photo: Swedish Royal Court; Janerik Henriksson/Scanpix
March 10, 2013 – Death of Princess Lilian of Sweden, Duchess of Halland
Princess Lilian of Sweden, Duchess of Halland, began life as Lillian May Davies, born August 30, 1915 in Swansea, Wales. She was the daughter of William Davies and Gladys Curran. Her parents separated when she was young, and at the age of 16, Lilian (having dropped one of the Ls from her name) moved to London where she found work as a model and actress. In 1940, she married Scottish actor Ivan Craig. Soon after, he enlisted in the British Army and served overseas during the war. As a military wife, Lilian worked at a British factory making radio parts for the Royal Navy, and at a hospital for wounded veterans.
photo source: The Mirror
It was in 1943 that she first met her Prince charming. Prince Bertil of Sweden, Duke of Halland, the third son of the future King Gustaf VI Adolf and Princess Margaret of Connaught, was serving as a naval attaché at the Swedish Embassy in London. They reportedly met at a cocktail party, and quickly became involved. When her husband returned in 1945, having fallen in love with an Italian woman while serving overseas, the two agreed to a quick and very amicable divorce. Lilian and her ex-husband would remain close through the years, with Mr Craig visiting Lilian and Bertil several times at their home on the French Riviera.
At the time, Bertil was 3rd in line for the throne, behind his father and older brother Gustaf Adolf. His other two brothers, Sigvard and Carl Johan, had both lost their royal status upon marriage to commoners. By the time his father came to the throne in 1950, Bertil was now 2nd in line. His elder brother Gustaf Adolf had been killed in a plane crash in 1947, leaving an infant son, Carl Gustaf (the current King of Sweden). With the likelihood of Bertil being called to serve as Regent for his young nephew, he and Lilian chose not to marry so that he could retain his position in the Royal Family.
The couple lived together privately, primarily at Villa Mirage, their home in Sainte-Maxime, France, purchased by Prince Bertil in 1946. In 1949, he purchased Villa Solbaken, in Djurgården, Stockholm. Prince Bertil continued his role within the royal family, supported by Lilian who was a much-loved member of the family (although not in the public eye), despite the lack of a marriage. As she stated in her memoirs, she was never invited to any official functions, instead sitting home and watching her Prince on television. She finally received an invitation to the private celebrations for King Gustav V Adolf’s 80th birthday celebration in 1962. However, her first public appearance with the Swedish Royal Court was not until his 90th birthday celebrations in 1972.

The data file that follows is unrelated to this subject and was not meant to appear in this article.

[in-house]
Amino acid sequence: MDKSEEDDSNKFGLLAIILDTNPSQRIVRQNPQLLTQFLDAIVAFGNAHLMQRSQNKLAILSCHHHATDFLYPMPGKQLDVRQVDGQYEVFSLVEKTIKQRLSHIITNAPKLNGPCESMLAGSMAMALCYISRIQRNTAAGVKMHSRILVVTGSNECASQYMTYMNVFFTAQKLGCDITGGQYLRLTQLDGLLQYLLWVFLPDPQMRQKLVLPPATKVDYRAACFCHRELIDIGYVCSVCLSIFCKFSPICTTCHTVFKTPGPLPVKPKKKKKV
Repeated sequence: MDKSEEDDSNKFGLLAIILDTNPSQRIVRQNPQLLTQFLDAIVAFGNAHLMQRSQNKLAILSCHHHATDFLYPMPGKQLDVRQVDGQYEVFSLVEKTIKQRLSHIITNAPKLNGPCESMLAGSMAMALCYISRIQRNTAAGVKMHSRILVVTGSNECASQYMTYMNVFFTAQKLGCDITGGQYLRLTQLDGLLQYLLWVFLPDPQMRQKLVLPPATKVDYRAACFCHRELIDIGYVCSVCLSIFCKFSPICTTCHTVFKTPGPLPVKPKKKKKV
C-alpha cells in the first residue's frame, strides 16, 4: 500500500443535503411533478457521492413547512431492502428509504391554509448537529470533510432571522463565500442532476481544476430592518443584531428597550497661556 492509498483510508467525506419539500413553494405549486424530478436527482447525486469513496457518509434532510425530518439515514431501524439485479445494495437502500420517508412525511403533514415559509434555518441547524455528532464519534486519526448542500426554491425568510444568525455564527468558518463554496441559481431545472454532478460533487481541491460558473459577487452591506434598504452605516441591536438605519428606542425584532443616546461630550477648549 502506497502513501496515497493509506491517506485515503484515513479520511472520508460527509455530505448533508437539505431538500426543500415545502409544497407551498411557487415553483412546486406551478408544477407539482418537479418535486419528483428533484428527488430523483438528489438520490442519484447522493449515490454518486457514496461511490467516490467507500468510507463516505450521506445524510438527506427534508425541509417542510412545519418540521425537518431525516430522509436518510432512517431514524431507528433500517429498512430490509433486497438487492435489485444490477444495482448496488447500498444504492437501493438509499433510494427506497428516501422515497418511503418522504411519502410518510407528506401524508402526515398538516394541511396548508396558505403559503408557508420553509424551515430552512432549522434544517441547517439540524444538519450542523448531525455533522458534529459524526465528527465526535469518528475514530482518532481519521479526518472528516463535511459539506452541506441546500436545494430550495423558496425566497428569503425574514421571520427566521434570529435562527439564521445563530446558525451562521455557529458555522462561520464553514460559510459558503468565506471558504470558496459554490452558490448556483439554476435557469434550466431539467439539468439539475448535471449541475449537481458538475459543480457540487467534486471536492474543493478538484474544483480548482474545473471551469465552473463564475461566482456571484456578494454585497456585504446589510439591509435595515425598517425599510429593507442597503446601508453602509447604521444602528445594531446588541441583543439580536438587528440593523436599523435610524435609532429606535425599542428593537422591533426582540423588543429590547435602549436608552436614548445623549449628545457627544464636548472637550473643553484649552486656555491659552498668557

Bertil’s father died in 1973, and Bertil’s nephew became King Carl XVI Gustaf. The rules, as well as the times, were beginning to change. The King married in June 1976 to a commoner, Sylvia Sommerlath, and soon after, he granted his formal permission for Bertil and Lilian to marry. The couple married in the Royal Chapel at Drottningholm Palace on December 7 1976. At the time, Bertil was heir-presumptive to the throne and would remain so until the birth of Prince Carl Philip in 1979.
During these years, Princess Lilian formed a very close bond with the new Queen Silvia, and became a surrogate grandmother to the young Victoria, Carl Philip and Madeleine. All three are reported to have had a very close relationship with both Lilian and Bertil. Lilian took part in many official functions, and is best remembered for her appearances at the Nobel Prize ceremonies each year.
Her beloved Prince Bertil died in 1997 at Villa Solbacken. His large estate was left primarily to Lilian, with the exception of Villa Solbacken which was left to his godson, Prince Carl Philip, with the condition that Lilian retain use of the home for the remainder of her life. Their french retreat, Villa Mirage, held too many memories for the Princess, and she passed ownership on to the King. A summer residence was later sold, and she retained an apartment in London. She also refused a specific bequest of 15million SEK, instead insisting that it be divided between Victoria, Carl Philip and Madeleine.
In 2000, she wrote a memoir – Mitt liv med prins Bertil (My life with Prince Bertil). She continued to be an active member of the royal family, participating in official events and continuing her patronage of many organizations until 2010. At that point, it was announced that Princess Lilian was suffering from Alzheimer’s Disease and would no longer be appearing in public. She was unable to attend the marriage of Crown Princess Victoria a few weeks later.
photo: Swedish Royal Court; Anders Wiklund/Scanpix
On the afternoon of March 10, 2013, Princess Lilian of Sweden, Duchess of Halland, passed away at Villa Solbacken. Her funeral was held 6 days later in the Royal Chapel at the Royal Palace in Stockholm. In attendance were the King and Queen, Crown Princess Victoria and Prince Daniel, Prince Carl Philip, Princess Madeleine and Mr Chris O’Neill. Also attending were Queen Margrethe of Denmark (Princess Lilian’s niece by marriage), and Princess Astrid of Norway, as well as other family, friends, and representatives from the Swedish government. Following the funeral service, Princess Lilian was interred aside her husband, Prince Bertil, at the Royal Cemetery in Haga Park.
Swedish Royal Court: HRH Princess Lilian has passed away
Swedish Royal Court: The Funeral of HRH Princess Lilian in the Royal Chapel
Telegraph: Obitiuary – HRH Princess Lilian of Sweden
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